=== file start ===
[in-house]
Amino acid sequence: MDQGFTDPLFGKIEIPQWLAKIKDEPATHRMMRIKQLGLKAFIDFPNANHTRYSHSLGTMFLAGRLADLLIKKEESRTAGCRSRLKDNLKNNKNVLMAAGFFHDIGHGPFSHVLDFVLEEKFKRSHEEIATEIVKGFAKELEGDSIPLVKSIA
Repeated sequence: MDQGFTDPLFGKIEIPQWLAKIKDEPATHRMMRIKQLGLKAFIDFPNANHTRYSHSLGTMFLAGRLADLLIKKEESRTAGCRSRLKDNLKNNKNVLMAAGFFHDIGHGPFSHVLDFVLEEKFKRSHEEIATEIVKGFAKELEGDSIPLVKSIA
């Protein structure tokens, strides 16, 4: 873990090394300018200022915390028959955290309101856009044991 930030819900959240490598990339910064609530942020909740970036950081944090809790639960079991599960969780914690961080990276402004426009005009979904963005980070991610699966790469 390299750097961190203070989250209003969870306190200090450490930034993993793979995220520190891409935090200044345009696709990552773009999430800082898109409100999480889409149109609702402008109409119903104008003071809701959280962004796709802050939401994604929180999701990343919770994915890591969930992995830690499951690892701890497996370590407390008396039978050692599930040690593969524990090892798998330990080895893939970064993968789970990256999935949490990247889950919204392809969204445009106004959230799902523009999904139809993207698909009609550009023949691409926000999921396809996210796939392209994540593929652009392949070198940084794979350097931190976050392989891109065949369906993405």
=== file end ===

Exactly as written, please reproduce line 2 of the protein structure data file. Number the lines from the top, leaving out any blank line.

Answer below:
Amino acid sequence: MDQGFTDPLFGKIEIPQWLAKIKDEPATHRMMRIKQLGLKAFIDFPNANHTRYSHSLGTMFLAGRLADLLIKKEESRTAGCRSRLKDNLKNNKNVLMAAGFFHDIGHGPFSHVLDFVLEEKFKRSHEEIATEIVKGFAKELEGDSIPLVKSIA